Whoever wins the vote, the US would have to remain engaged with Pakistan, though this engagement would mainly be centred on AfPak, he says. “We have been telling them (Americans) all along that bilateral relations of Pakistan and the United States should be above Afghanistan.”
Qureshi also agrees with Sherry that Washington no longer has ‘decisive role’ in Pakistan’s domestic affairs. “Obviously, the US has interests in the region and they will be keenly watching the situation unfolding here. But I think sometimes we exaggerate their role,” he adds.
PML-Q Senator Mushahid Hussain Syed, who is also Chairman of the Senate Defence Committee, says the US is no longer the ‘sole superpower’, and in a multipolar world, where the West, including the US, are in decline and seeing a loss of global clout and influence, it matters less now as to who is going to occupy the White House.
For Pakistan’s political leadership, this means that “the road to Islamabad no longer goes via Washington”. Pakistani leaders should understand the American political system better, it’s not about individuals, it’s about interests, instead of a naive approach banking on personality, rather than policy.
“Hillary or Trump, whoever wins, his or her policies towards Pakistan will be based on promoting American interests,” he says. Pakistan matters to the US due to three key interests:
First, Pakistan is a pivotal player in the most important strategic region affecting US interests (China, Iran, India, Central Asia, Afghanistan and with Russia too, nearby), and this region has the two biggest American Embassies in the world [Kabul & Islamabad], plus the largest American military presence in the Muslim world.
Second, the biggest challenge for American foreign policy is Washington’s failed relations with the Muslim world, with the unraveling of the Middle East, issues of terrorism and extremism, and unresolved root causes of conflict and regional instability like Kashmir and Palestine. Pakistan is a key country in the Muslim world, and part of the solution to problems, particularly Afghanistan.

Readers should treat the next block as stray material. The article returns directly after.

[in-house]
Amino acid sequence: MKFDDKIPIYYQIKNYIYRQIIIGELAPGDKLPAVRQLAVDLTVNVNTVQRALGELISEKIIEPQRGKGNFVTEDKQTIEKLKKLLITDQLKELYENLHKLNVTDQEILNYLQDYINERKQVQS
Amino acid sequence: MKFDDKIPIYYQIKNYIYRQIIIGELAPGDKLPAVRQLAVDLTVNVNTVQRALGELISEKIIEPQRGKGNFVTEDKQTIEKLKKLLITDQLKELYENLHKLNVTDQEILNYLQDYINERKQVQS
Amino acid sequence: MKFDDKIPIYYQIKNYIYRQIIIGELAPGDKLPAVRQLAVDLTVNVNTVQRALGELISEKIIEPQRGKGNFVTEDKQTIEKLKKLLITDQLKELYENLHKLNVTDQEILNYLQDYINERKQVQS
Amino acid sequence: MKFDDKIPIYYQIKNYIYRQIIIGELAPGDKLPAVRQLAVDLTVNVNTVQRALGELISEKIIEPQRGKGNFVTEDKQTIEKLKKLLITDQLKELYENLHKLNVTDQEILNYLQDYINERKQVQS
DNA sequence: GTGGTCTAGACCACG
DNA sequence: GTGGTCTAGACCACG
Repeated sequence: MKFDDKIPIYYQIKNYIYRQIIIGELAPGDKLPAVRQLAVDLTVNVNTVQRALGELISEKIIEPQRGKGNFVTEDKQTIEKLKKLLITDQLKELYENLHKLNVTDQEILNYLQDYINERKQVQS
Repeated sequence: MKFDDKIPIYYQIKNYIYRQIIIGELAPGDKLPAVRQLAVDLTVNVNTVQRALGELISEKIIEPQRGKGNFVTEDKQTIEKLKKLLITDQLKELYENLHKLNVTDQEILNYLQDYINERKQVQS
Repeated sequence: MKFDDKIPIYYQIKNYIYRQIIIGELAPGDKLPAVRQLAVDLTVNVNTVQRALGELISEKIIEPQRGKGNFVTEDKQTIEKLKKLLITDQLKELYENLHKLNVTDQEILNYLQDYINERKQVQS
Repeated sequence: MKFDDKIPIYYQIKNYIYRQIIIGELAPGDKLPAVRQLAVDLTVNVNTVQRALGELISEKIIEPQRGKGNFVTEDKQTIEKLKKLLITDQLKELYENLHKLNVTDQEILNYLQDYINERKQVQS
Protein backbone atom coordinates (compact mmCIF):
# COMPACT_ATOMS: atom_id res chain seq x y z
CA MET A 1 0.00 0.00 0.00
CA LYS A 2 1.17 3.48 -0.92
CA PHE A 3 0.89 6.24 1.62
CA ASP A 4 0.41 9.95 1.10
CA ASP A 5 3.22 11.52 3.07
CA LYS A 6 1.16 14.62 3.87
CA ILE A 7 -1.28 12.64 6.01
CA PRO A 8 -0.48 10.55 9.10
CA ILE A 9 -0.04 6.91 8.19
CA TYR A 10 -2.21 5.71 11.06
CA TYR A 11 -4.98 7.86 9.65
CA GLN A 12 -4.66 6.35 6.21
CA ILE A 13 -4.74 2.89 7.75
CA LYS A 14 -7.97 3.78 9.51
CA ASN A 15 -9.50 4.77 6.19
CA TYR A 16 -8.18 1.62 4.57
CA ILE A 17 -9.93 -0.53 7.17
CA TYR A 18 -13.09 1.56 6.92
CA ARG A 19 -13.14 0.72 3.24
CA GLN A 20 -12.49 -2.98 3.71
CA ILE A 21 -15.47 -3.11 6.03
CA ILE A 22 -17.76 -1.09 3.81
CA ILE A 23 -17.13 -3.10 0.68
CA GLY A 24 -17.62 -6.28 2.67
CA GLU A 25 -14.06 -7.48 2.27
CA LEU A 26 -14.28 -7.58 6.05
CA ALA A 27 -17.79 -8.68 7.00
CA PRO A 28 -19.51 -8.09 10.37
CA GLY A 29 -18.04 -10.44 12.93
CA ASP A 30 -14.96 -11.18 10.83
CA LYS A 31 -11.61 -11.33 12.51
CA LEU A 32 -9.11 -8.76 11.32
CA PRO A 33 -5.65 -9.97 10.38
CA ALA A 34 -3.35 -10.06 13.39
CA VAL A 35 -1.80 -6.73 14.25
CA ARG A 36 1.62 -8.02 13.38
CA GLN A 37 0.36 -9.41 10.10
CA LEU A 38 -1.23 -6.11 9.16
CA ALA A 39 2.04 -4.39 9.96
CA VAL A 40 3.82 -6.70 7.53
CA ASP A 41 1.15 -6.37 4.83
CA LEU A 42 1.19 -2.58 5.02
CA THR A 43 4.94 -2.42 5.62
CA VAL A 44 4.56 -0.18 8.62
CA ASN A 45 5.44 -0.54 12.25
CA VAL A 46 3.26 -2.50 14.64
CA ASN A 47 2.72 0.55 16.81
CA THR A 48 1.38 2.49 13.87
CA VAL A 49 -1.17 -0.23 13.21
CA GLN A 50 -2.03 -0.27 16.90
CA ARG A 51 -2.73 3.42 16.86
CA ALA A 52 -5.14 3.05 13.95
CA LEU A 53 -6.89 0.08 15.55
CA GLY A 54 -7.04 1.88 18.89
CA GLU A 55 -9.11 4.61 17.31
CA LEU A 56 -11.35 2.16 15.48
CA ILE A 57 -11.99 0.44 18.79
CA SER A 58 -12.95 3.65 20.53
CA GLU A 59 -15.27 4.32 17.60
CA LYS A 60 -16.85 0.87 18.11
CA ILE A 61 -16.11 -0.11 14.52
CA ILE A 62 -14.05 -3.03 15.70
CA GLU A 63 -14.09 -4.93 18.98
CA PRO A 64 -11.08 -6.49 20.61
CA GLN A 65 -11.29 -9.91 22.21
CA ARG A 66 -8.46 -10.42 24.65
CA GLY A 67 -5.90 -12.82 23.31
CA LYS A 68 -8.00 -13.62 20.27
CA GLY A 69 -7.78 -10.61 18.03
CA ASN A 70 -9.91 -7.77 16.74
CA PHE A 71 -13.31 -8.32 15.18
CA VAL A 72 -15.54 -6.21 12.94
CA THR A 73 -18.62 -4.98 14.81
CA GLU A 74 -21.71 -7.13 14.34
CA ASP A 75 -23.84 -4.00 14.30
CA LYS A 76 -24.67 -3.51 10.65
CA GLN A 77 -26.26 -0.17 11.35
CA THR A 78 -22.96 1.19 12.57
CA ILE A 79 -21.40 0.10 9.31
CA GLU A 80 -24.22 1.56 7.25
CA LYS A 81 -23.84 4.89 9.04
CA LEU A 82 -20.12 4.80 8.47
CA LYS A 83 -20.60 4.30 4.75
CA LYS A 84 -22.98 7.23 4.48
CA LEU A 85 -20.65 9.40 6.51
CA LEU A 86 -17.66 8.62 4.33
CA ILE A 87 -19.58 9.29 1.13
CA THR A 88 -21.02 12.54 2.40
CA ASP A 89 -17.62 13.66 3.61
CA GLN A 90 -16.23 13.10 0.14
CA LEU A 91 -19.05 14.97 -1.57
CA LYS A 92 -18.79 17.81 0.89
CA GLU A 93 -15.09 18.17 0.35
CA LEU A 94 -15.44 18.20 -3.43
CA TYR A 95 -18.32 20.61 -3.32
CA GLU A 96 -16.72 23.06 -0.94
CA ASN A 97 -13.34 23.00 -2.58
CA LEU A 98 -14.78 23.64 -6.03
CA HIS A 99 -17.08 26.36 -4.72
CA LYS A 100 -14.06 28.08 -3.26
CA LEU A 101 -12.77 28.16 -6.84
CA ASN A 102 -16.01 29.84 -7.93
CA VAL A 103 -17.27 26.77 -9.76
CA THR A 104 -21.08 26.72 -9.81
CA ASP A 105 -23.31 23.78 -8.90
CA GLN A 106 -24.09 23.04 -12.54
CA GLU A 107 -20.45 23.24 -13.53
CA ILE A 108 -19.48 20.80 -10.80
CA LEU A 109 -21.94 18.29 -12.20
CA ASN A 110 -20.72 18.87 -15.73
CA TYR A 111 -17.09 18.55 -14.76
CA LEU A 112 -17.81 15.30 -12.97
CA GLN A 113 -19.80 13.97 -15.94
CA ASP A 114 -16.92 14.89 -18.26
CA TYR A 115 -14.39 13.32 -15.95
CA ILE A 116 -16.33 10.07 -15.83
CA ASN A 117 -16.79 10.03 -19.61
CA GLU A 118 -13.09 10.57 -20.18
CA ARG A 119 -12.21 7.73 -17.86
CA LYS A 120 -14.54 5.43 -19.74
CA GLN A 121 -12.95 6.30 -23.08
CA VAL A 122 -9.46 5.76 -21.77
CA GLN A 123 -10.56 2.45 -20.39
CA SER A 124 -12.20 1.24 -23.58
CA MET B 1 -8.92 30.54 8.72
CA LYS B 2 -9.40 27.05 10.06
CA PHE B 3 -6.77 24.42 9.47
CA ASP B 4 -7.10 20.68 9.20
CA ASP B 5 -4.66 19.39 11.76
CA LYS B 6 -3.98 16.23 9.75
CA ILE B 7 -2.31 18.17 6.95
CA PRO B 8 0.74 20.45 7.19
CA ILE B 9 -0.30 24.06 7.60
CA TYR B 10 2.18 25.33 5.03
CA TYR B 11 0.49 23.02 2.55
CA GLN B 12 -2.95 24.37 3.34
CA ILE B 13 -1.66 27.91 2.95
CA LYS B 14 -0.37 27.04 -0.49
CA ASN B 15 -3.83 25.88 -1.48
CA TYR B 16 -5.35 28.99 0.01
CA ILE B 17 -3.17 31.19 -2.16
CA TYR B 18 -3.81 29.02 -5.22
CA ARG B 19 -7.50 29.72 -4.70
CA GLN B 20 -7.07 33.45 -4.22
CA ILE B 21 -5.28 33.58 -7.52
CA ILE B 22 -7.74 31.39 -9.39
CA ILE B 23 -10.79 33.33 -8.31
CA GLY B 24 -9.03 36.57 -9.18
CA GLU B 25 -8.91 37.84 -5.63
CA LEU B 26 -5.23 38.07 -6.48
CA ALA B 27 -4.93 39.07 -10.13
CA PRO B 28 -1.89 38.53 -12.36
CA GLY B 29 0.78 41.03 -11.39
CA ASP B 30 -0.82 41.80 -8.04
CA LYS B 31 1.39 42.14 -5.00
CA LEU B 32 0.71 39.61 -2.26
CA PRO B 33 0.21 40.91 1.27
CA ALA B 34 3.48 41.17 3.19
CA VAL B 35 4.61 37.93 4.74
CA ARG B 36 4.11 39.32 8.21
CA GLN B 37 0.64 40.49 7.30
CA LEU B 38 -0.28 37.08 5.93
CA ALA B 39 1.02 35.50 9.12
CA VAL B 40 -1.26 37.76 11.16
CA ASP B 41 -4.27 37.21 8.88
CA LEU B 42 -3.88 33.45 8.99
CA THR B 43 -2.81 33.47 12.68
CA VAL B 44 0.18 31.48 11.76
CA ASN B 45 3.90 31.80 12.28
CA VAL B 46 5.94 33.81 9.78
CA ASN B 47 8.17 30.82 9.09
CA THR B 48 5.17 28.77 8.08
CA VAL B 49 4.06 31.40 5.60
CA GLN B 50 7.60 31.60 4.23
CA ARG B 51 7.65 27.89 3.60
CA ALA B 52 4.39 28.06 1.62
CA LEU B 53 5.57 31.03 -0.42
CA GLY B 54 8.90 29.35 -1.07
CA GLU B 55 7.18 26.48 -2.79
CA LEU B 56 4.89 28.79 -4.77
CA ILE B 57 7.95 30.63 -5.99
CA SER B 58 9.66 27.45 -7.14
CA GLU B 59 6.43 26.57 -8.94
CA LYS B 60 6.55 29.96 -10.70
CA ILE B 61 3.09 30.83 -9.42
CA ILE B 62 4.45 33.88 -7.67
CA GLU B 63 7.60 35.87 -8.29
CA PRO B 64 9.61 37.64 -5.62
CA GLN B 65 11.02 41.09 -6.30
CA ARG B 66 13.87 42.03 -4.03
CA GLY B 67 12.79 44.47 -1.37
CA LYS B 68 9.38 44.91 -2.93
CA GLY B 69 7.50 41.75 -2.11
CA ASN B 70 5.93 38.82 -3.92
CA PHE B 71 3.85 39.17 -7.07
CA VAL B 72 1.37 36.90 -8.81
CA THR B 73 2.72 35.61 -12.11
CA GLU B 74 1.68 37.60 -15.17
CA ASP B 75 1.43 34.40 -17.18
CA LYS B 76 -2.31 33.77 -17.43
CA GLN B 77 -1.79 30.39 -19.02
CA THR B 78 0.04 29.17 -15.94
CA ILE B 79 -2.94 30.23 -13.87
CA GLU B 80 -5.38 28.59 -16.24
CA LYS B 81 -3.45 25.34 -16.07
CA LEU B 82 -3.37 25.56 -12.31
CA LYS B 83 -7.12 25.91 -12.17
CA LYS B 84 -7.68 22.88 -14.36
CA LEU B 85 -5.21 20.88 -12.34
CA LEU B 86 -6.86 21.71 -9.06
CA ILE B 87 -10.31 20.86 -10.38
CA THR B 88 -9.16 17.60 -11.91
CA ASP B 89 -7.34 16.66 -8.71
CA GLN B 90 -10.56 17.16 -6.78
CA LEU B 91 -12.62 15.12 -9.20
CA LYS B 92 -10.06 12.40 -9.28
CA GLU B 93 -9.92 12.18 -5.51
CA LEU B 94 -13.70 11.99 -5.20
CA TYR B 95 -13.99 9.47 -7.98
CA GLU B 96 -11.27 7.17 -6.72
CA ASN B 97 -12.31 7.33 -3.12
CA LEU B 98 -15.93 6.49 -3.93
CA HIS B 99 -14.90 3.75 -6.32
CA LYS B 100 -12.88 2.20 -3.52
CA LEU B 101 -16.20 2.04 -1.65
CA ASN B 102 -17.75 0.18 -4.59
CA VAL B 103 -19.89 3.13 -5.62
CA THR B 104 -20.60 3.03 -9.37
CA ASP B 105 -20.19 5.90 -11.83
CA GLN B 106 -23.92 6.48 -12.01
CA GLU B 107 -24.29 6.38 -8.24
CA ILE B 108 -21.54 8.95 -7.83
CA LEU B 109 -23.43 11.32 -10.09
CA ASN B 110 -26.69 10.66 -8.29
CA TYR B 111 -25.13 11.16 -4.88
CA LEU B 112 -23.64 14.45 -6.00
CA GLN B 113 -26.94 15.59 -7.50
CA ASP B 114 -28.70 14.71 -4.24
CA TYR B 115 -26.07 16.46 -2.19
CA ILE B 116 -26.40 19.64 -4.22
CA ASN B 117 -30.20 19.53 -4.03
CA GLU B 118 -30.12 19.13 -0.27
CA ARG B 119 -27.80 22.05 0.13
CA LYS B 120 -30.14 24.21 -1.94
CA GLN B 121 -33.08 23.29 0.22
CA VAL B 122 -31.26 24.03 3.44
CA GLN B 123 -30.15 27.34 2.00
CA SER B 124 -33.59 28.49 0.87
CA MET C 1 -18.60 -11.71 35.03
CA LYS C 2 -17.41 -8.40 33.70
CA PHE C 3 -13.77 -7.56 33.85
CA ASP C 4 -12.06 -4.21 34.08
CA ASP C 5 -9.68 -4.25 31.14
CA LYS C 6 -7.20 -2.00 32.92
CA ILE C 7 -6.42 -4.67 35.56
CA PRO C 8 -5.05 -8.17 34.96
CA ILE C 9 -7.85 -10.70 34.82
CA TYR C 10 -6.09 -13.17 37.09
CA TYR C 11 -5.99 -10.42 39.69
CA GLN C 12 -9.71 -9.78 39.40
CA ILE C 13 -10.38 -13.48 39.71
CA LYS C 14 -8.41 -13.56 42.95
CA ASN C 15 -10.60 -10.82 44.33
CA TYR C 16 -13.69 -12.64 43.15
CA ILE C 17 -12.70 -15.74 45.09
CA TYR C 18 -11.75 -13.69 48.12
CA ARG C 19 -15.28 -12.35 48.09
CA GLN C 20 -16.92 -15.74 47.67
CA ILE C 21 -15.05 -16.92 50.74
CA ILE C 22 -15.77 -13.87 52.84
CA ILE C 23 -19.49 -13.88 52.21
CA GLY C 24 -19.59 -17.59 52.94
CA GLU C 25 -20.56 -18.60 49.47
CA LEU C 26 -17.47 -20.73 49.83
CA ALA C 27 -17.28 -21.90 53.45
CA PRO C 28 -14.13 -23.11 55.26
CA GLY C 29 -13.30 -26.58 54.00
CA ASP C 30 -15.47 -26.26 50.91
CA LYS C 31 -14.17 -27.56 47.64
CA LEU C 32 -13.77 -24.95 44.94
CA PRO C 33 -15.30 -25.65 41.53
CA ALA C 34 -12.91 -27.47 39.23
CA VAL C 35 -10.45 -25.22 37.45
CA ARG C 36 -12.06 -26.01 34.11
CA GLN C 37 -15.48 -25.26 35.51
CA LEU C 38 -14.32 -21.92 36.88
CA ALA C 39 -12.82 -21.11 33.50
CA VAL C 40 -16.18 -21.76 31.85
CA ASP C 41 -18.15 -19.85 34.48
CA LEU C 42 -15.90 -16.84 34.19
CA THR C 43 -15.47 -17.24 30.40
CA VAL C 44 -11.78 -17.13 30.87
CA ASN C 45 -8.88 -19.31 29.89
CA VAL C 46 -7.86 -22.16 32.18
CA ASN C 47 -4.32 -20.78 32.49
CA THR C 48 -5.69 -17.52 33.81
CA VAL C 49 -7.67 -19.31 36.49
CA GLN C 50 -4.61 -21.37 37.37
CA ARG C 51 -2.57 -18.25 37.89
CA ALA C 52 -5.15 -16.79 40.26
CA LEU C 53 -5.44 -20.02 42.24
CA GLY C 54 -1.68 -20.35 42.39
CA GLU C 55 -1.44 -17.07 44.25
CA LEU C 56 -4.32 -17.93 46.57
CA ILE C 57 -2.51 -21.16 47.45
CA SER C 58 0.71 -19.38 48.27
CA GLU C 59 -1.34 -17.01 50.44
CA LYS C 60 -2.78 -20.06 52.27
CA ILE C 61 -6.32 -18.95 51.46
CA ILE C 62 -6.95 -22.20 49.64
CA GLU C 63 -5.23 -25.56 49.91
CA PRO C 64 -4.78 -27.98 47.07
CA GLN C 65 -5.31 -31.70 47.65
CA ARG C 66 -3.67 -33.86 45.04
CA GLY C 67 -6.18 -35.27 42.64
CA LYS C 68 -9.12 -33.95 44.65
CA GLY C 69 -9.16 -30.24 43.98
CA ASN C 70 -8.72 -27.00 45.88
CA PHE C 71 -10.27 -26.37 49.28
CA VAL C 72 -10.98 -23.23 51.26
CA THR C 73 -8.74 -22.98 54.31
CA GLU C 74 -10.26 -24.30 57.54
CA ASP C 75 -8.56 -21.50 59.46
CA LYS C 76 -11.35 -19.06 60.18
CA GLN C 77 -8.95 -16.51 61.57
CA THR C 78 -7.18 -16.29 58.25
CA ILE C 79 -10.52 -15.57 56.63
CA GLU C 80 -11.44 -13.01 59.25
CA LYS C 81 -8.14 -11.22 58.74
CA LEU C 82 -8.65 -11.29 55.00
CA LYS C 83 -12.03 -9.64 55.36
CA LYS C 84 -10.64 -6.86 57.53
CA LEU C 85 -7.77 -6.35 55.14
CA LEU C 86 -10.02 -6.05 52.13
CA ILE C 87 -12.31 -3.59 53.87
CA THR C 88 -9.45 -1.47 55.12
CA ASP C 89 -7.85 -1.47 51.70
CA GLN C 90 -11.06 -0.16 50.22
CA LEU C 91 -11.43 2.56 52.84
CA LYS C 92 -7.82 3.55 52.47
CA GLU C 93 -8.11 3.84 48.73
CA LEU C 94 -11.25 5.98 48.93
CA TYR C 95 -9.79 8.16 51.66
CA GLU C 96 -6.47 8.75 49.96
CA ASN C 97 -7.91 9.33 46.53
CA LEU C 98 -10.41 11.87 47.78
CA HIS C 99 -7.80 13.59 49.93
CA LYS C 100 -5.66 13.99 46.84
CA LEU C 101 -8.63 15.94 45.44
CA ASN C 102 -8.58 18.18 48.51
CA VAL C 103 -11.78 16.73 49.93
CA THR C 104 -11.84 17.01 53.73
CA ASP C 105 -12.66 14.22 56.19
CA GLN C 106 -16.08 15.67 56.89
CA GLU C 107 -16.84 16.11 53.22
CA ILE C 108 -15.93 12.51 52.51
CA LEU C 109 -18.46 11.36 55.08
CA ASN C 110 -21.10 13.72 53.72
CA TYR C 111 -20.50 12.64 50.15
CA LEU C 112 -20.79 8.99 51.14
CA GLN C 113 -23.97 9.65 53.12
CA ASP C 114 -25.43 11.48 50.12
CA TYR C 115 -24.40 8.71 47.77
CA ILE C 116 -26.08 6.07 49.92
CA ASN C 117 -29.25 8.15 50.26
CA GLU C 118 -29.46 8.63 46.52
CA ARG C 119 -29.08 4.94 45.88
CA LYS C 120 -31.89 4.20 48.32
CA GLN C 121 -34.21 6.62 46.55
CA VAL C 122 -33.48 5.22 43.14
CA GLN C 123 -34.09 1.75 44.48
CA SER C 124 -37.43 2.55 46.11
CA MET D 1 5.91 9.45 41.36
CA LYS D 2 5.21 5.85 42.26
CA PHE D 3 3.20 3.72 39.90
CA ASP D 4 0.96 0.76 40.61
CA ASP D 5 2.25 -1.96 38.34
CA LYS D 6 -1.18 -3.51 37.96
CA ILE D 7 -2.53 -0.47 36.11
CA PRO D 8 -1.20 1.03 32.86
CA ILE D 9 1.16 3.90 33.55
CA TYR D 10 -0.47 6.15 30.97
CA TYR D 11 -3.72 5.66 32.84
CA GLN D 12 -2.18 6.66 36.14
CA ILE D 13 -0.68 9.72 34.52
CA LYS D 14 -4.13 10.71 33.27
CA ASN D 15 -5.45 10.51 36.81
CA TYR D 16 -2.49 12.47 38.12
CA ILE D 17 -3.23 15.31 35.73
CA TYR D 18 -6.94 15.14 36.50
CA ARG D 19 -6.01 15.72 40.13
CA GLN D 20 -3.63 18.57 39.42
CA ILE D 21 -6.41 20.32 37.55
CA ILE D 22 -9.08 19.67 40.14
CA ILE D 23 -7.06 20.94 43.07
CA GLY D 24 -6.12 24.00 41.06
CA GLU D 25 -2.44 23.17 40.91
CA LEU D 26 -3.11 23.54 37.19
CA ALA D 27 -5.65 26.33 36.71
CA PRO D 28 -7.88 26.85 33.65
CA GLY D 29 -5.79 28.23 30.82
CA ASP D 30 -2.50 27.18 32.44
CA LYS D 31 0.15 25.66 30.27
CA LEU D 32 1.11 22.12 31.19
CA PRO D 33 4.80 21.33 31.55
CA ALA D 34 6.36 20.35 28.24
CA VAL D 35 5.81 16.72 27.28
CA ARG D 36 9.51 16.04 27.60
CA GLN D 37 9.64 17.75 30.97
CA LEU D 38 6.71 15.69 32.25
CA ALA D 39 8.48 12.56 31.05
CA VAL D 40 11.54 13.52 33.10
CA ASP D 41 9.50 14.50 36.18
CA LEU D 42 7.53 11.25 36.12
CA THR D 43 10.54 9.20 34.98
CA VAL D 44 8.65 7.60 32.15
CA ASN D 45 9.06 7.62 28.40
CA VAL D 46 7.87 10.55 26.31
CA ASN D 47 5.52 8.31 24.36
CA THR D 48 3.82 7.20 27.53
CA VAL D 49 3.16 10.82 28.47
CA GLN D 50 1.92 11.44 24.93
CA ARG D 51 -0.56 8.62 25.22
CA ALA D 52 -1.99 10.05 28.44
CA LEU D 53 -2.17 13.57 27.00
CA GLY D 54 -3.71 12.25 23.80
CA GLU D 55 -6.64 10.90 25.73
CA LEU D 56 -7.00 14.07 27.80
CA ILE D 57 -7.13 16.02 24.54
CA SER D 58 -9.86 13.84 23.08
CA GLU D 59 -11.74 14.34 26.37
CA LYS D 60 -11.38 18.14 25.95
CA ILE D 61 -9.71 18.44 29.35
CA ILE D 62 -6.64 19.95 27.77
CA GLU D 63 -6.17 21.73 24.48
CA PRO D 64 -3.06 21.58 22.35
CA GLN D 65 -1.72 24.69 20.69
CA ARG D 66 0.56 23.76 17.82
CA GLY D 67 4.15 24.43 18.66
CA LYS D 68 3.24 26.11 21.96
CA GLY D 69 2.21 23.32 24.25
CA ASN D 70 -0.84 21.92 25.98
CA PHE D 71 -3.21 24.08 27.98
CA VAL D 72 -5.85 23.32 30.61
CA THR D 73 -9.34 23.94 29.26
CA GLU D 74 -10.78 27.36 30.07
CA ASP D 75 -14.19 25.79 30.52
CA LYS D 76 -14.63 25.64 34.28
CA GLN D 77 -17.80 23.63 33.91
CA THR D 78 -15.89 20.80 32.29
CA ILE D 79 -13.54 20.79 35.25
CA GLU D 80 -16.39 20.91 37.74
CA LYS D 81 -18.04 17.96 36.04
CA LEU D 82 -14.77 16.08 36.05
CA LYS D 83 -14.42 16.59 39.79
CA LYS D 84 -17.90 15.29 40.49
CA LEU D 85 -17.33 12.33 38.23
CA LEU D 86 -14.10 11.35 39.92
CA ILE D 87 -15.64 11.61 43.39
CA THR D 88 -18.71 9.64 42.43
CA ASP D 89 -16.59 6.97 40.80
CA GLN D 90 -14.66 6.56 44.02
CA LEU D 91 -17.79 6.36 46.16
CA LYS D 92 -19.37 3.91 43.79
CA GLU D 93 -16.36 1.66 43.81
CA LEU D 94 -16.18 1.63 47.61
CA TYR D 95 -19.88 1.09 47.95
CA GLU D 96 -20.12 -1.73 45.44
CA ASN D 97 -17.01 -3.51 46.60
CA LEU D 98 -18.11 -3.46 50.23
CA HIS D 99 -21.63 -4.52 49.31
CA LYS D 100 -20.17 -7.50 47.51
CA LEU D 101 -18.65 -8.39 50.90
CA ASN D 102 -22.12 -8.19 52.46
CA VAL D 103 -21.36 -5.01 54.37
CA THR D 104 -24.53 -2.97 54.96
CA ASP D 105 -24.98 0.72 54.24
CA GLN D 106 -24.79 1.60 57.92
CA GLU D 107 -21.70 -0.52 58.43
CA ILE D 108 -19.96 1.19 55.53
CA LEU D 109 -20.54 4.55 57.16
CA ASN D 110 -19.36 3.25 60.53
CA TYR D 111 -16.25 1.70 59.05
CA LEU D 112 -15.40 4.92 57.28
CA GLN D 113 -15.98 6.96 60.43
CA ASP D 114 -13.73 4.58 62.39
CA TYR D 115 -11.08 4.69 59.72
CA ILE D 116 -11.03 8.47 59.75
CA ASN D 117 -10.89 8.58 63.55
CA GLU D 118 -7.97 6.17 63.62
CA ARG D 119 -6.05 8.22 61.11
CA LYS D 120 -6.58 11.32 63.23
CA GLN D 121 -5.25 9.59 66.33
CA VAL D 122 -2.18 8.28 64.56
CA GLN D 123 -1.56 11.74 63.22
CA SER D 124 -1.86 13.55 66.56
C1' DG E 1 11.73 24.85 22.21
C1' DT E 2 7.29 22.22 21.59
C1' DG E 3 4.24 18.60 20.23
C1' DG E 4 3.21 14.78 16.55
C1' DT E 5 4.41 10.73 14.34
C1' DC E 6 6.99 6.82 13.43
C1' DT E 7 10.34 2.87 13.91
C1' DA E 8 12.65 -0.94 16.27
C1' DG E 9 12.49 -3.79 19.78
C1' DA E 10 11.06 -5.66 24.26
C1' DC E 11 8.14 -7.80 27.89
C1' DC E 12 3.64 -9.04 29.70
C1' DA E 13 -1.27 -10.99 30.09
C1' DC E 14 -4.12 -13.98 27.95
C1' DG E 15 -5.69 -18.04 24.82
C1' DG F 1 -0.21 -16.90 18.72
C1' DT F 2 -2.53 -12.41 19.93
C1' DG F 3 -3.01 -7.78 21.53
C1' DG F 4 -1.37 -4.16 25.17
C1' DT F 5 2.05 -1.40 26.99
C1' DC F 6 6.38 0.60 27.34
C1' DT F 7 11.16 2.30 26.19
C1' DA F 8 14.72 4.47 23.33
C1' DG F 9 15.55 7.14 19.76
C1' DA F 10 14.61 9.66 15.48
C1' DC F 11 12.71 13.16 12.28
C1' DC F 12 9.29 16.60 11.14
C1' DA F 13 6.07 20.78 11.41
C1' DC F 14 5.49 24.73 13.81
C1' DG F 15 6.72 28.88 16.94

Third, Pakistan is amongst the nine nuclear states of the world, the only Muslim nuclear power, the principal ally of China which is viewed by Washington as its biggest competitor, if not rival, in Asia, where a new cold war is developing with the US trying to cobble together a coalition of countries, led by India, to contain China.
“Anybody will be better than Barack Obama for Pakistan. He was the only American president who had visited Pakistan as a student before becoming president; who had a personal connection with Pakistan [his mother had worked in Lahore]; and who had Pakistani friends during his college days, yet he cold-shouldered Pakistan in an unprecedented manner: visiting India twice, without bothering to even have stopover in Pakistan.”
PML-N’s Owais Ahmed Khan Leghari, who is also Chairman of the National Assembly Foreign Affairs Committee, believes there will be no change in US policy towards Pakistan whether it’s Trump or Hillary in the White House.
“Whoever sits in the Oval Office will be getting feedback from the same State Department, Pentagon and other American institutions. And they would shape up their policy accordingly.”
He recalls that during his election campaign Obama had made tall claims about the festering issues of Kashmir and Palestine but in the end he toed the policy that suited the American establishment.
“Pakistan should try to maintain a balance in its relations with the US while enhancing ties with China.”
Published in The Express Tribune, November 9th, 2016.